The Duval County School Board wants the city to make it harder for medical marijuana dispensaries to open near schools.

Board members warn that without additional restrictions, nearly three dozen Duval public schools could end up being neighbors to future marijuana retail locations. And because the dispensaries deal in mostly cash transactions, they could become targets for robbery, adding to existing neighborhood risks for schools.

"The big concern is that they have to deal in cash because banks won't accept their transactions," said Warren Jones, a School Board member, referring to marijuana dispensaries.

"We have had enough code red lockdowns in the past year," he said. "There's no need to increase them because a marijuana facility was robbed." 

Because the federal government does not recognize the legality of marijuana sales in states that allow them, banks and credit card companies are not allowed to process their transactions.

Jacksonville city officials say their hands are tied by state laws that require municipalities with these dispensaries to treat them like pharmacies. That means they can locate in most commercial areas, said City Councilman John Crescimbeni.

"State law says they can locate wherever they want, provided that location would accommodate zoning that would allow for a pharmacy," he said. "The state has done what it does best, that is make things extremely muddy. ... We're trying to navigate what we can do."

Florida permits medical marijuana to be sold to people with doctor's prescriptions to treat certain medical conditions. State law limits how many large-scale marijuana nurseries can grow, process and transport marijuana throughout the state.

But state law gives municipalities a choice about marijuana dispensaries. Cities can ban dispensaries outright or allow them to operate.

Jacksonville allows them to operate and has two open already. Cities can't limit how many dispensing facilities can open within their boundaries.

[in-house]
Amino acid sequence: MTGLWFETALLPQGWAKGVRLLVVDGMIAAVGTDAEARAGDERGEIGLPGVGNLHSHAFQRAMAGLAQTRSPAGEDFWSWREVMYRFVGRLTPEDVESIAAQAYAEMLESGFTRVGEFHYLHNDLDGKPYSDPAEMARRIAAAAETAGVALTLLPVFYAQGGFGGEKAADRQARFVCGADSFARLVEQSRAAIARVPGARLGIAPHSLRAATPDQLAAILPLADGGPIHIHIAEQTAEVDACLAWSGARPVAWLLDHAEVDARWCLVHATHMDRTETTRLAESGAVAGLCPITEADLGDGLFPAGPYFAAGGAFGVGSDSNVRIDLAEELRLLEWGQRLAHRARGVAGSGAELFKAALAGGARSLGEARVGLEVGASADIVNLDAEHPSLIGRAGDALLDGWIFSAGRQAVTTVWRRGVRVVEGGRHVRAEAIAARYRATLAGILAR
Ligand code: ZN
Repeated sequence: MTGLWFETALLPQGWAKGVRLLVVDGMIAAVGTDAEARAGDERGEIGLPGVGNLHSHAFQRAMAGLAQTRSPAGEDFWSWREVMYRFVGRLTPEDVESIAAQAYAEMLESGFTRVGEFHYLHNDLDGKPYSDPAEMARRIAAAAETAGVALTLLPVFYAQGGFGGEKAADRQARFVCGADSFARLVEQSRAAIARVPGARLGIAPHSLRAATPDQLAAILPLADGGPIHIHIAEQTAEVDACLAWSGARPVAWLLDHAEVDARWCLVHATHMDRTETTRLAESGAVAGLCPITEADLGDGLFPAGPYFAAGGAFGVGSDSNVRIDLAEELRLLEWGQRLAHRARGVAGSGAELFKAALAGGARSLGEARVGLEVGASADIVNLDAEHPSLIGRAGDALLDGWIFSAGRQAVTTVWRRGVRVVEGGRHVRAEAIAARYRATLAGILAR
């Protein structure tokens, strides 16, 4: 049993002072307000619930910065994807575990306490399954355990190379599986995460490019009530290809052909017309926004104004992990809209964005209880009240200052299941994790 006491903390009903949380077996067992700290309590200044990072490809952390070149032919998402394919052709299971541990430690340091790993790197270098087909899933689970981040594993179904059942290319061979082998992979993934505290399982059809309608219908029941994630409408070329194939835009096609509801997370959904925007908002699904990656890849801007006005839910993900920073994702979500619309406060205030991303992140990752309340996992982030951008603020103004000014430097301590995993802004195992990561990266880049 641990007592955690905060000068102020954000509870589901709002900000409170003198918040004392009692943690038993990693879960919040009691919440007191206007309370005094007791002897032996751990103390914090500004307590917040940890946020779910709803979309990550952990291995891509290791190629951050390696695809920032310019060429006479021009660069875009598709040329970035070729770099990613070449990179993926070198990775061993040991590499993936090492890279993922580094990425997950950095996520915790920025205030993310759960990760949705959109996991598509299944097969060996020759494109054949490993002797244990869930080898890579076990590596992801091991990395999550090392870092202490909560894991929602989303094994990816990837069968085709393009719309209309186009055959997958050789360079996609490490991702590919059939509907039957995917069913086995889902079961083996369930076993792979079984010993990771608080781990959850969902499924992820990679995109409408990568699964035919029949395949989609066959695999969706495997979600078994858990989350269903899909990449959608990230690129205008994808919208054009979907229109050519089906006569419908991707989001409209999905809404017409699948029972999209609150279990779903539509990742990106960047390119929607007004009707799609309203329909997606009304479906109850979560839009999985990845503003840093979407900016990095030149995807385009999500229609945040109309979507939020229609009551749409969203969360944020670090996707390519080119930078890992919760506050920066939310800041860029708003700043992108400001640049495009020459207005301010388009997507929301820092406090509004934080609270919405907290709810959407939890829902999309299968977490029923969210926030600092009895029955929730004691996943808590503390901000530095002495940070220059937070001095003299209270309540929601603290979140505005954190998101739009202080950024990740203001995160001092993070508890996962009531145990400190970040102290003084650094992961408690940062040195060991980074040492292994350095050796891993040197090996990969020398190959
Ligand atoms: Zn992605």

Also state law prohibits marijuana growers and processors from locating within 500 feet of a public or private school, but cities must grant waivers to dispensaries to locate near schools with restrictions that are similar to those pharmacies have.

Some Jacksonville officials are proposing waiver language that is similar to limits liquor stores face.

That means marijuana locations could be near a school if the dispensaries locate in a shopping center that is 50,000 square feet or larger (like many grocery stores); or if they are part of a planned unit development; or if their site is not visible from a school or is separated from a school by such things as buildings, a highway, golf course or a forested area, said Randy Gallup, a supervisor of facility planning with Duval County schools. 

The waiver language is still being discussed by city departments and several City Council members, Crescimbeni said. Jones said the city's land use and zoning committee is supposed to take up the issue during its July 17 meeting.

Some School Board members suggested adding to the waiver language a requirement that marijuana dispensaries hire an armed security guard if they locate near a school. Jones noted that internet cafes have security guards because they deal primarily in cash.

Crescimbeni said later that pharmacies aren't required to have armed security guards, so he doesn't know if the city can do that with dispensaries.

Board member Ashley Smith Juarez recommended language that specifies no dispensaries locate within 500 feet of the property line of a school building, further adding to the distance.

Some board members worried that once a dispensary gets a waiver to locate near a school, it could result in a cluster of dispensaries opening in that neighborhood, much like Springfield has become home to several craft beer outlets recently.

Chairwoman Paula Wright asked if the city could limit the number of dispensaries in a neighborhood, because she worries that certain children will get the message it's OK to use marijuana.

Historically, researchers have noted the prominence of alcohol and tobacco advertising in many urban, low-income neighborhoods.

"We don't want to flood the area with" marijuana dispensaries, Wright said.

"How do we protect our children in the midst of this process? How do we make certain that they're not growing up drawn to this type of situation because they see this as part of their daily routine, going to school or going to the grocery store or whatever?"

Denise Smith Amos: (904) 359-4083